Sol Mamakwa Seeks Solutions for Grassy Narrows

Resolute Paper Mill in Dryden Ontario
Paper Mill in Dryden Ontario


QUEEN’S PARK – The NDP is demanding the Ford government honour the agreement that Ontario reached with the people of Grassy Narrows and Wabaseemoong – and the law – by acting immediately to clean up mercury contamination of their river and land. Sadly, on Wednesday, the Ford Conservatives refused to confirm if Ford will scrap the agreement and cut the clean-up funding.

NDP MPP for Kiiwetinoong Sol Mamakwa made the demand Wednesday during question period at Queen’s Park.

“The people of Grassy Narrows and Wabaseemoong, the First Peoples of this land, have reached an agreement with the provincial government,” said Mamakwa. “$85 million was put in trust to go towards cleaning the river of the mercury that has been poisoning the people in these communities.

“This government must act as quickly as possible to clean up the river and the land, and to ensure everyone gets high-quality care. They must, as New Democrats have proposed, contribute to a mercury treatment centre for the people in these communities.

“But to do these things they must consult and work with the people. What contact has the premier made with the Chief and Council of Grassy Narrows and Wabaseemoong?

“So much damage has been done already, and waiting is only making things worse. This government cannot be allowed to drag its feet any longer.”

Minister Rickford responded, “We’re committed to safe, clean drinking water in those two communities, as we are for every community across Ontario. We’re also committed to ensuring that those two communities have the same kind of economic opportunities moving forward as other communities. There are mining exploration activities immediately in the region, and we want those communities to have increased prosperity, to have access to jobs, and to have access to the kinds of things that many other Ontarians have come to expect.”

The Exchange During Question Period:

Mercury poisoning

Mr. Sol Mamakwa: Speaker.

Remarks in Oji-Cree.

My question is to the Minister of Indigenous Affairs. The people of Grassy Narrows and Wabaseemoong, the first peoples of this land, have reached an agreement with the provincial government: $85 million was put in trust to go towards cleaning the river of the mercury that has been poisoning the people in these communities.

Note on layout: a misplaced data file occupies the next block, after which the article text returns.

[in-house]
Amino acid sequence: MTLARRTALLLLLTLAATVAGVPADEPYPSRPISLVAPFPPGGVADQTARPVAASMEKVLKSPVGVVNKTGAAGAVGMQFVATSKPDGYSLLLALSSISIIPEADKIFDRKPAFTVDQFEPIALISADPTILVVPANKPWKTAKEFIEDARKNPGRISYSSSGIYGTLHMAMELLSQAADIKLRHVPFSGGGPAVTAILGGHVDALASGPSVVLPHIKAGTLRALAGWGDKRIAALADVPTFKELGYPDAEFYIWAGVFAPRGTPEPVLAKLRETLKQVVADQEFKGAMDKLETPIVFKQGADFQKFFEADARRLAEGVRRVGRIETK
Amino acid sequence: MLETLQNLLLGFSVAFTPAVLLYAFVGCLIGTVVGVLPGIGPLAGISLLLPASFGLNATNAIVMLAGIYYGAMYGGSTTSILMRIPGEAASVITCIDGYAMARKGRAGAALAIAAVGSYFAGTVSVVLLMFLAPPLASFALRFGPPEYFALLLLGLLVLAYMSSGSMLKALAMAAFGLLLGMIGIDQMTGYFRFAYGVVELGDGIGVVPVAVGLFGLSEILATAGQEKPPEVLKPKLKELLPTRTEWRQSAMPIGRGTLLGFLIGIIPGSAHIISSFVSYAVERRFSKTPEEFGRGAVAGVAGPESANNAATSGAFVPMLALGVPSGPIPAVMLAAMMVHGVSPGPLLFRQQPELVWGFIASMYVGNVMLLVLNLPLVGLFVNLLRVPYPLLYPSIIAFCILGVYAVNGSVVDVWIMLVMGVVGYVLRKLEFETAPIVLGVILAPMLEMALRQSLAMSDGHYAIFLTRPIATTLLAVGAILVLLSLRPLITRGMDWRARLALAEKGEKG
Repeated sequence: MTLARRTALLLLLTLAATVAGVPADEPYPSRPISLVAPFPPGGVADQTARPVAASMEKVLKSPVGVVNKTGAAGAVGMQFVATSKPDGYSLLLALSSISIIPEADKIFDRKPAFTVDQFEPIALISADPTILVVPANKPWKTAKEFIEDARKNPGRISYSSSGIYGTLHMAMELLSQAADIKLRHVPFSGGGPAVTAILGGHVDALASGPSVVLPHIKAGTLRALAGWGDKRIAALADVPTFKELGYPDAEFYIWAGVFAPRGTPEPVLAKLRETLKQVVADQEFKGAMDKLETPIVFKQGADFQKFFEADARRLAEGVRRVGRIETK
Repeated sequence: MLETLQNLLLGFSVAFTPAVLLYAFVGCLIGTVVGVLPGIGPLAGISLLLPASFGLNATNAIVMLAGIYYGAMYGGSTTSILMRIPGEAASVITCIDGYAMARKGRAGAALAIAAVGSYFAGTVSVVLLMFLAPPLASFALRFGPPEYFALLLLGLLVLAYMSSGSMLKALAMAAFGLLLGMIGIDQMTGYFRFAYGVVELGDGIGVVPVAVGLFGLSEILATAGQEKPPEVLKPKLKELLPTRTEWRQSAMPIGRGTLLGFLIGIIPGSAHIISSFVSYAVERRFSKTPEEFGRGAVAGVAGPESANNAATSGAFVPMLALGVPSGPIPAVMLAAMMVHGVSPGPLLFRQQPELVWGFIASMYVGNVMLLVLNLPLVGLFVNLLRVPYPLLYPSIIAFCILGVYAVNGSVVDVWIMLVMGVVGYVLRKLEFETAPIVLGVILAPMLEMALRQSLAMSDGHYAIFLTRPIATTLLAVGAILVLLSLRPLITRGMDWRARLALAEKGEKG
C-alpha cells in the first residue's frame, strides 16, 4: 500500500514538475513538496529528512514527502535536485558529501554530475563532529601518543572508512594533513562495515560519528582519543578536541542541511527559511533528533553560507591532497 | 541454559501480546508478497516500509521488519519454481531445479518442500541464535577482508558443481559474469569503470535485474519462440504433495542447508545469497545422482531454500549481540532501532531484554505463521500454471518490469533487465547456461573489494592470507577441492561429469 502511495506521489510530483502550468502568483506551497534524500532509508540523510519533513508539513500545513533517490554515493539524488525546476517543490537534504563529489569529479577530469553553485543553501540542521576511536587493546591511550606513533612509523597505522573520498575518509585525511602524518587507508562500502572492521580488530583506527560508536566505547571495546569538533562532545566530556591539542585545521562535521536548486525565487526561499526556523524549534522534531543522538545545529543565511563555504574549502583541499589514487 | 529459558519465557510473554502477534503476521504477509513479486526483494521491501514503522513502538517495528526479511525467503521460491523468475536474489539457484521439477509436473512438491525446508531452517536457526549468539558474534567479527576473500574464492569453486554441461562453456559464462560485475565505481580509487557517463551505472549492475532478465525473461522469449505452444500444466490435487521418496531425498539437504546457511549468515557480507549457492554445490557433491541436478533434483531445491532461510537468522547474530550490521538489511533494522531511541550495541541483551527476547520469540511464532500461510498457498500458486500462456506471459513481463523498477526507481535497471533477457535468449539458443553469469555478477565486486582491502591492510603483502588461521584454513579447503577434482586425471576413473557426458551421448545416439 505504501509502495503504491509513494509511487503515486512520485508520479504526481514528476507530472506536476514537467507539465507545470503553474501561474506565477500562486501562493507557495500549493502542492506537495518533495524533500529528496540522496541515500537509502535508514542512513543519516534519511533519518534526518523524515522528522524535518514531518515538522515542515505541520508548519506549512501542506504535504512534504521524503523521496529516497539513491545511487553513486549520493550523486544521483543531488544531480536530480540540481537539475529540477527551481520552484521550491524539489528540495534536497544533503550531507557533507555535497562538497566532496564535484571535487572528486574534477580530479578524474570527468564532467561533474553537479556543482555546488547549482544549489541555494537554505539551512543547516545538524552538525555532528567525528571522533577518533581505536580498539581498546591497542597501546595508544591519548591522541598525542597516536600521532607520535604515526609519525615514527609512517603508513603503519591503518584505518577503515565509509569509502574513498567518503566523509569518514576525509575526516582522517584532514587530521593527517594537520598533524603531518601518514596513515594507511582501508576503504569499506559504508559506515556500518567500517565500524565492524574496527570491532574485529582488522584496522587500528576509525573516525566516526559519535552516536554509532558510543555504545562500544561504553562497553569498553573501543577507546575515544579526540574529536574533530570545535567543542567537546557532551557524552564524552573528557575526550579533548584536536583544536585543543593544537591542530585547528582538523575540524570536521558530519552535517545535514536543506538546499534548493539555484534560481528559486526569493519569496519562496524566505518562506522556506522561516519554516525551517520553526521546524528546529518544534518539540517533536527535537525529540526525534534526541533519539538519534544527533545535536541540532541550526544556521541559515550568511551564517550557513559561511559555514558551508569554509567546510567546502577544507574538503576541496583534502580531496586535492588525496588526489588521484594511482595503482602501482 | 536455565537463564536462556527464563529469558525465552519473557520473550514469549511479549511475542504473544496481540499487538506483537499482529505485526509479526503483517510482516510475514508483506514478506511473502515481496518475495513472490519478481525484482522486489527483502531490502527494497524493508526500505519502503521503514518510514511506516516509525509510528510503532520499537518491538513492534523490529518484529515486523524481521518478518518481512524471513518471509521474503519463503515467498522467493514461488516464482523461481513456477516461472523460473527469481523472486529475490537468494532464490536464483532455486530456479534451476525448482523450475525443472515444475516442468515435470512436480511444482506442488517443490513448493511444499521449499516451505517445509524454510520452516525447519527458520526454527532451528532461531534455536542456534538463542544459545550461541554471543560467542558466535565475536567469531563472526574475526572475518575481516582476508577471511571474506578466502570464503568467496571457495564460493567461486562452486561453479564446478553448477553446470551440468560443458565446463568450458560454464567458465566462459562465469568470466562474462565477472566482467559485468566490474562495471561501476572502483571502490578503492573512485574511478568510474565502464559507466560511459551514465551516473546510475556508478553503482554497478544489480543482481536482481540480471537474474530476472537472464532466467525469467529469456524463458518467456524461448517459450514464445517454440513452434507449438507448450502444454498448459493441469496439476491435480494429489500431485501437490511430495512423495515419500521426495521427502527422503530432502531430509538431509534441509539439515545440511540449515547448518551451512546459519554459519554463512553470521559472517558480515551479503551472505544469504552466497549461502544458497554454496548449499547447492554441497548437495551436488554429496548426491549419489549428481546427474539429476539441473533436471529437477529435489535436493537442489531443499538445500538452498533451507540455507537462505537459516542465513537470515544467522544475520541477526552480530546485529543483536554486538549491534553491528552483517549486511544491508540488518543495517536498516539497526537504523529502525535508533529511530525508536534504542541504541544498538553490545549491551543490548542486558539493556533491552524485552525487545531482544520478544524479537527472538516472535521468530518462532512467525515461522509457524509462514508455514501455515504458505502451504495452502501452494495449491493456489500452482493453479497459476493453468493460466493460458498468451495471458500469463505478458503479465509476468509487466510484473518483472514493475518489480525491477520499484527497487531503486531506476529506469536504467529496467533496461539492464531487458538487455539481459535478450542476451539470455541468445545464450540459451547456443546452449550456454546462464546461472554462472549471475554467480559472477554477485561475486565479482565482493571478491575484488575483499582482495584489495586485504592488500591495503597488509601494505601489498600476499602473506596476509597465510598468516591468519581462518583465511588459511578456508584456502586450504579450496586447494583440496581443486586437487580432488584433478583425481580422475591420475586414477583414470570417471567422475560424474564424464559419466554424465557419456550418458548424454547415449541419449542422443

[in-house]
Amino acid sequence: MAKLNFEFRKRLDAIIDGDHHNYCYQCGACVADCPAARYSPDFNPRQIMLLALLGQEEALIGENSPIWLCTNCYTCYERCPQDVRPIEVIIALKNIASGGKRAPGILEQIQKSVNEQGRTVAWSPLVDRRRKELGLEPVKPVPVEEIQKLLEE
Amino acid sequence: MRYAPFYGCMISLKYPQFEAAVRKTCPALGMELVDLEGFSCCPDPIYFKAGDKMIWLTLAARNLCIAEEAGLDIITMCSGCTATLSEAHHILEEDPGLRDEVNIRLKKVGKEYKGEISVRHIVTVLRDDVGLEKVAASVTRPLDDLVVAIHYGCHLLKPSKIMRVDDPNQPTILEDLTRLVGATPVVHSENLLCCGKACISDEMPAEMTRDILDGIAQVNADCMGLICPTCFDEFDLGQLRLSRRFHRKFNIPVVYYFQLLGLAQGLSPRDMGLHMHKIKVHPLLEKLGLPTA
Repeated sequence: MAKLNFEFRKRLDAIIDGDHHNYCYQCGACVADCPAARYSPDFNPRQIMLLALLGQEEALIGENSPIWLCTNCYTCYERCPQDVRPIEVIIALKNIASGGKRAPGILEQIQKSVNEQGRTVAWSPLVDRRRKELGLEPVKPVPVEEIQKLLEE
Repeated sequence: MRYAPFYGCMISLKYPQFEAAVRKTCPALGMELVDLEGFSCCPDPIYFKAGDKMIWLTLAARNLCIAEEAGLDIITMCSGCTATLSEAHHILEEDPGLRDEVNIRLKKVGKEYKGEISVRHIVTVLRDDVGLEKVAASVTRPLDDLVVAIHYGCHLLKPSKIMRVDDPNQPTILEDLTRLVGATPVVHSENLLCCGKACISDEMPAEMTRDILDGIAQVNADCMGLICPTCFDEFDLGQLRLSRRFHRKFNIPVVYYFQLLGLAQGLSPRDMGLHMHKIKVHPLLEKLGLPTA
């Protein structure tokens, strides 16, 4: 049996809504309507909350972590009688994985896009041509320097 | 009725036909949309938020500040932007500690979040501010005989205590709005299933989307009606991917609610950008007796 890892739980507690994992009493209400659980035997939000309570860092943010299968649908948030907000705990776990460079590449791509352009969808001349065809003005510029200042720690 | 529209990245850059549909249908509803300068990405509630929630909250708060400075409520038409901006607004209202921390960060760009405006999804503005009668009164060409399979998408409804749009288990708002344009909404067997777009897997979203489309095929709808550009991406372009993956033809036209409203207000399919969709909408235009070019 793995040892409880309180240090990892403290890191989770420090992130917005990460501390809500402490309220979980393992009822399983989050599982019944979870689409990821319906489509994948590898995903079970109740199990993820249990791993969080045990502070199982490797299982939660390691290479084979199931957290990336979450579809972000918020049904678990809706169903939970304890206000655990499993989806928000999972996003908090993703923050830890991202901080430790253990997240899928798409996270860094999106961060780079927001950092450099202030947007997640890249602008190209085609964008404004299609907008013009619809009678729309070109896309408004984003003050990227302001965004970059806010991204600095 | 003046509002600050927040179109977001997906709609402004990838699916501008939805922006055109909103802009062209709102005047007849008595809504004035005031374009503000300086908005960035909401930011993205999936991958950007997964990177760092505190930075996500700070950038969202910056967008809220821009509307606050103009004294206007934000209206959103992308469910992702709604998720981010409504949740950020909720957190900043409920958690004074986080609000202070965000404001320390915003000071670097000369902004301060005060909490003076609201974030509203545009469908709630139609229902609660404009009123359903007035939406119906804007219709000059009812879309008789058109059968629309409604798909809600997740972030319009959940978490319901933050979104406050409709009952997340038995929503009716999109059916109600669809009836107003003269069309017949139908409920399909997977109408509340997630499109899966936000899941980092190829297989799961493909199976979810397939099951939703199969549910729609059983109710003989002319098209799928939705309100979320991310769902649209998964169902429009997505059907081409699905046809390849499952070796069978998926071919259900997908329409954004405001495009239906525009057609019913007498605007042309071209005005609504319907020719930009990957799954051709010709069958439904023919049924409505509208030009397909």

The Premier, during the campaign, said that his government would clean up the river and the land as quickly as possible and ensure everyone gets high-quality care. What has the government done to fulfill this commitment?

Hon. Greg Rickford: I thank the member for his question.

Every Ontario resident deserves to have access to safe, clean drinking water. We will work closely with those Indigenous communities, Grassy Narrows and Wabaseemoong—two communities I’m intimately familiar with—and the opportunity to correct that wrong, Mr. Speaker.

We’ll also be working and challenging our federal government partners to make sure that those two communities have safe drinking water. The federal government must step up to ensure that every Ontario resident can count on this government for that commitment.

As the member of provincial Parliament for Grassy Narrows and Wabaseemoong should know, I have been involved in this file for a very long time. We take it very seriously and we hope to protect, defend and deliver a solution for these two communities.

The Speaker (Hon. Ted Arnott): Supplementary?

Mr. Sol Mamakwa: Back to the Minister of Indigenous Affairs: When a promise is made to First Nations people, the first peoples of this land, it has to be kept.

1130

What contact has the Premier made with the chief and council of Grassy Narrows and Wabaseemoong? When can they expect the cleanup of the river and the land with the mercury contamination? Will the Premier, as the New Democrats had committed, contribute to a mercury treatment centre for the people in these communities?

Hon. Greg Rickford: Mr. Speaker, as I previously stated, we’re committed to safe, clean drinking water in those two communities, as we are for every community across Ontario. We’re also committed to ensuring that those two communities have the same kind of economic opportunities moving forward as other communities. There are mining exploration activities immediately in the region, and we want those communities to have increased prosperity, to have access to jobs, and to have access to the kinds of things that many other Ontarians have come to expect.

Moving forward, Mr. Speaker, I can assure this member that I’ve met with senior officials in my department. We’ve discussed the opportunity here to correct and fix that problem. We’re committed to it for the benefit not only of those communities but the people in our vast and beautiful region of Kenora–Rainy River.